A Day in the Life of Working at a Remote Agency [Parenting Teens Edition]
March 29, 2022
Being a full-time parent with a full-time job is like herding cats, no matter the age of your kids. Everyone is running in different directions at all hours of the day, demanding different levels of attention.
My current cat rodeo involves teenagers, in particular, the kind who are old enough to have their own hobbies and activities but aren’t quite old enough to drive themselves to the associated events. On any given weekday, I’m working as a part-time chauffeur and a full-time copy editor.
At SmartBug®, we like to say we were remote before it was cool—since 2007, in fact. We’ve been riding this remote work pony for a long time, while the pandemic left a lot of companies scrambling to get a saddle on. That kind of longevity pays dividends in a thriving and social remote work culture and a self-assured flexibility in how employees are given leeway to integrate our personal and professional lives as we see fit.
A Snapshot of the Family Rodeo
Before I get too into the nitty-gritty about my own work-life integration, I want to talk about the fact that I’m a copy editor. This means my workday is generally very task-based, and I don’t have wall-to-wall meetings like some of my colleagues in other departments. The hourly details of my colleagues’ work look different than mine, and my task-based job means my days flex in different ways than theirs do.
And with that disclaimer out of the way … no two days are exactly alike, but there is a general rhythm to my weeks and seasons. That rhythm depends on which sports and activities my kids are participating in and whether SmartBug is in crunch time for client work at the end of a fiscal quarter.
Ideally, my day goes something like this:
- Wake up around 6:30 a.m. to get a jump on work and enjoy my coffee in peace before everyone else wakes up.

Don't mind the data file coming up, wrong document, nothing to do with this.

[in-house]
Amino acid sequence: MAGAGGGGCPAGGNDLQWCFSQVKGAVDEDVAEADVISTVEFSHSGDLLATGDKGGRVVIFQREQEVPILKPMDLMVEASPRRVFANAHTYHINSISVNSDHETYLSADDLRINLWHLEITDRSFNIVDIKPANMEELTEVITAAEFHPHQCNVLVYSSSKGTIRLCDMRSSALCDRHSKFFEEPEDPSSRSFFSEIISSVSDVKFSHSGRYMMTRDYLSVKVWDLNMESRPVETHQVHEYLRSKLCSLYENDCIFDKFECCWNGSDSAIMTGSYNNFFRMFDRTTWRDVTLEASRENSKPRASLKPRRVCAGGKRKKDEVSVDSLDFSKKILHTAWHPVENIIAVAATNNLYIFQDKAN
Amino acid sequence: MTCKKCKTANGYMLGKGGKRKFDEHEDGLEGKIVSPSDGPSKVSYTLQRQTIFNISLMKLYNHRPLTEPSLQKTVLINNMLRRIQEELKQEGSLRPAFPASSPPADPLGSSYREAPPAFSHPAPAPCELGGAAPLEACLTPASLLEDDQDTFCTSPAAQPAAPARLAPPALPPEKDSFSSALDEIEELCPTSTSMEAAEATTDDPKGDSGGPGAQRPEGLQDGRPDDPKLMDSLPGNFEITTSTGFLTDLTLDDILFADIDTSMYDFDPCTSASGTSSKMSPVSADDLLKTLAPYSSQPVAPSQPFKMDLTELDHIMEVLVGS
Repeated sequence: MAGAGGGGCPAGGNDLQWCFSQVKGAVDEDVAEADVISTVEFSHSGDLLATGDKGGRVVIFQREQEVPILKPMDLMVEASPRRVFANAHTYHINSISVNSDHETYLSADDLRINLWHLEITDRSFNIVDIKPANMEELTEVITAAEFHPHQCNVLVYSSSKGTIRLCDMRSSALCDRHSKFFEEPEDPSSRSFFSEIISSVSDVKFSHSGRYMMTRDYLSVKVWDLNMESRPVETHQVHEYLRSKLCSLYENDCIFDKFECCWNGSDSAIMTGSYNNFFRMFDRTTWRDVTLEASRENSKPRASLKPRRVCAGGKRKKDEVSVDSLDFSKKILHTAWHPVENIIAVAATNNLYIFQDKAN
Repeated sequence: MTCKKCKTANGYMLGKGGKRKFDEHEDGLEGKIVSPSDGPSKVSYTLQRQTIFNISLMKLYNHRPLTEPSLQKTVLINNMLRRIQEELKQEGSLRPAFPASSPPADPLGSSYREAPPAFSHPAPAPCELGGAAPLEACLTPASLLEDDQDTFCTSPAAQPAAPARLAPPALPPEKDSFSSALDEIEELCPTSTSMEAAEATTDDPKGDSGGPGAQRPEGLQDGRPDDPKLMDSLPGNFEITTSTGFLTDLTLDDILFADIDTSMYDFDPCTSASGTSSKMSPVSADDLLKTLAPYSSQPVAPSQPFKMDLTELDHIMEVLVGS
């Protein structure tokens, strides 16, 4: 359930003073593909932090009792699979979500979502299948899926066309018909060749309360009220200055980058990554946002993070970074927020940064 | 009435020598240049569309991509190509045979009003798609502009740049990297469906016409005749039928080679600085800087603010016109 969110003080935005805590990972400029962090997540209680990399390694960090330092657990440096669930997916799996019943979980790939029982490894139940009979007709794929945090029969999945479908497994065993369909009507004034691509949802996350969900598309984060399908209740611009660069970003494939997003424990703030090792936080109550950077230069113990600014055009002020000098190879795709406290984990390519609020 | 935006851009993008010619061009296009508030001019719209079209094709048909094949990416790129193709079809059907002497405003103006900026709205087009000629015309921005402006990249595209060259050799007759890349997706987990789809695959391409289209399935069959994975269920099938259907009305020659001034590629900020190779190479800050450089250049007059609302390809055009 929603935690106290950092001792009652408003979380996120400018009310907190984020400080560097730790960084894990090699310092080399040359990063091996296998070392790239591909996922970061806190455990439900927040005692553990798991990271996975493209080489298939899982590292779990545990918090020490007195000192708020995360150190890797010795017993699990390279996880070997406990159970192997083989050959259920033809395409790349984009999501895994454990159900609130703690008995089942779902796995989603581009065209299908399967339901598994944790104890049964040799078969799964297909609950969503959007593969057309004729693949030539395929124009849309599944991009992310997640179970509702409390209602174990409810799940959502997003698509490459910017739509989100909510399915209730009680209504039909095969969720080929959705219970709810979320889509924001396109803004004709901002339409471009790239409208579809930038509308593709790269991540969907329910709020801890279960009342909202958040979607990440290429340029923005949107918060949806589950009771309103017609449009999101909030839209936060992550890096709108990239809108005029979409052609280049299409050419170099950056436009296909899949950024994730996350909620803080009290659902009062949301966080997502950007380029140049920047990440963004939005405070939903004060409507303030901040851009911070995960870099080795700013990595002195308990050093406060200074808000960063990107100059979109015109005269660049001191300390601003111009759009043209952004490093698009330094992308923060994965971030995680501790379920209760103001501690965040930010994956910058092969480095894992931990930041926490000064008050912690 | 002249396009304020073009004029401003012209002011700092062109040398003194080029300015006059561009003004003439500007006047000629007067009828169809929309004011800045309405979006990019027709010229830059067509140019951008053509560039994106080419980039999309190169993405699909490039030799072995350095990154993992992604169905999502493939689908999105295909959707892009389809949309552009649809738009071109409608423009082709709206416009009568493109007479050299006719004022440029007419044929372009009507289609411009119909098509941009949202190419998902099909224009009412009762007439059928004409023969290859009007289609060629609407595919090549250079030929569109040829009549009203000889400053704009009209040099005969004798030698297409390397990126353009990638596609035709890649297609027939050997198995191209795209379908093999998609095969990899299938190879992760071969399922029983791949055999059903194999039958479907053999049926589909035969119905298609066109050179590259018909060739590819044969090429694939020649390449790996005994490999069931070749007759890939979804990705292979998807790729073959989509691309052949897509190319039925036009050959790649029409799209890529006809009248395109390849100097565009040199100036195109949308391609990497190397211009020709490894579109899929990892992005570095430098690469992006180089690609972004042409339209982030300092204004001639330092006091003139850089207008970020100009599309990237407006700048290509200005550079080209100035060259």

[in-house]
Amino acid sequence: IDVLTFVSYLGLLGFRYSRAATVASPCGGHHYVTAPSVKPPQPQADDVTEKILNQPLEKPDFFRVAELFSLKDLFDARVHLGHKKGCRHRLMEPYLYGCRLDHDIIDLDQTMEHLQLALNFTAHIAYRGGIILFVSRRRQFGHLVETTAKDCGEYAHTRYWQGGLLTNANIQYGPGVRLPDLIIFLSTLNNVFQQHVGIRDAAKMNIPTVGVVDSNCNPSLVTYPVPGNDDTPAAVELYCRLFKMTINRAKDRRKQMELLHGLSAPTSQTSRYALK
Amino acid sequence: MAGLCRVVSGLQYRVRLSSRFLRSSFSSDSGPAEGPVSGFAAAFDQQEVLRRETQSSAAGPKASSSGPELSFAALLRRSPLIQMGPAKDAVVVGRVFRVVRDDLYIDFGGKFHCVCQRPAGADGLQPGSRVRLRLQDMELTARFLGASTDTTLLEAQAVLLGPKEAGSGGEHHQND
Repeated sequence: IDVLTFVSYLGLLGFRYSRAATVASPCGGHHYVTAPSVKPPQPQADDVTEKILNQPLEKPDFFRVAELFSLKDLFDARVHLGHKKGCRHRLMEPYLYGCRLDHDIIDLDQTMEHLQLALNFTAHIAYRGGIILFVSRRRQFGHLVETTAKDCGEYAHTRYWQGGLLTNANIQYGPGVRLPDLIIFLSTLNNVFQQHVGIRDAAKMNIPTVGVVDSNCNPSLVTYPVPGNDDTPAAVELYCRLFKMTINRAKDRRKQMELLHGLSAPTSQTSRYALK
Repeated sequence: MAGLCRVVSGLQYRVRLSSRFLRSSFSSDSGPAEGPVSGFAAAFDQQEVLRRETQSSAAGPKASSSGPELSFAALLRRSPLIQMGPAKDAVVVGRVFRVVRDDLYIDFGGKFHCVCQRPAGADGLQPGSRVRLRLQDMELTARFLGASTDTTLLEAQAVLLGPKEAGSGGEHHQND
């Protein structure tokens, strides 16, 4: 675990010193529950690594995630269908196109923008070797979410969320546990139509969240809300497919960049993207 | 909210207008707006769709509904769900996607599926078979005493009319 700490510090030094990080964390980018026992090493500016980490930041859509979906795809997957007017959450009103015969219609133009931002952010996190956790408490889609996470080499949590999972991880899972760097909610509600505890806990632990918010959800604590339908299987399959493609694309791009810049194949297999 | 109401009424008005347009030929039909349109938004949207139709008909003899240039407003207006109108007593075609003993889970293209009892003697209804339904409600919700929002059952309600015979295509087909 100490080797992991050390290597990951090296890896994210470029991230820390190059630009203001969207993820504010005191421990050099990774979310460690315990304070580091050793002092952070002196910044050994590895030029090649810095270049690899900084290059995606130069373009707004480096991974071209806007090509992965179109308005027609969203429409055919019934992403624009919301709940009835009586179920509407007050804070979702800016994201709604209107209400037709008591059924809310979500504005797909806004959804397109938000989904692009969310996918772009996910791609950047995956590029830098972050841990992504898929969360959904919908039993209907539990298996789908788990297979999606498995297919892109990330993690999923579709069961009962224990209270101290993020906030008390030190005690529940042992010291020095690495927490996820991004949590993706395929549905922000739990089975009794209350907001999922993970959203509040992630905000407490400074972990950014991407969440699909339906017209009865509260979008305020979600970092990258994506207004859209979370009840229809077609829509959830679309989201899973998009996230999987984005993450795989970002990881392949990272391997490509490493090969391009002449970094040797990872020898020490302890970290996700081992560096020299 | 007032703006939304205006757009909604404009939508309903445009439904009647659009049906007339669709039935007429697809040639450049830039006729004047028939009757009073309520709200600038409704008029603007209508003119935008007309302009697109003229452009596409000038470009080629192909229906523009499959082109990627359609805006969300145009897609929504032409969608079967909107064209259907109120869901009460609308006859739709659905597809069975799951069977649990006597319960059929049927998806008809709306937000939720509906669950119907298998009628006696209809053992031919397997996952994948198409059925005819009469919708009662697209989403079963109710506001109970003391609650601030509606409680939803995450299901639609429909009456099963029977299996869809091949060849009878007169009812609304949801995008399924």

- Poke the kids out of bed with a cattle prod in time for our neighborhood carpool pickup.
- Morning concentration time!
- Around midday, I’ll break for lunch and a walk. Sometimes I listen to music or nerdy sci-fi podcasts while I take the dog around the neighborhood, but sometimes I listen to marketing industry podcasts. SmartBug is great about encouraging professional development and growth—there’s even a full day each quarter devoted to learning and certifications—so my cardio-filled listening time counts toward professional development hours. I adore multitasking.
- Afternoon concentration time!
- At 3:30 p.m., I hop into the car and head to school for carpool pickup. This is another multitasking period when I can listen to podcasts or even take a meeting if needed.
- By 4 p.m., the whole family is home, and my workday is usually over. Unless there’s a rare stray task I need to tackle, I can spend the evening with the fam, watching TV and helping with homework.
That’s what an ideal day looks like. But with a busy family, not every day fits the ideal mold. Most days are peppered with demands that don’t slot into this neat little schedule.
Wrangling the Unexpected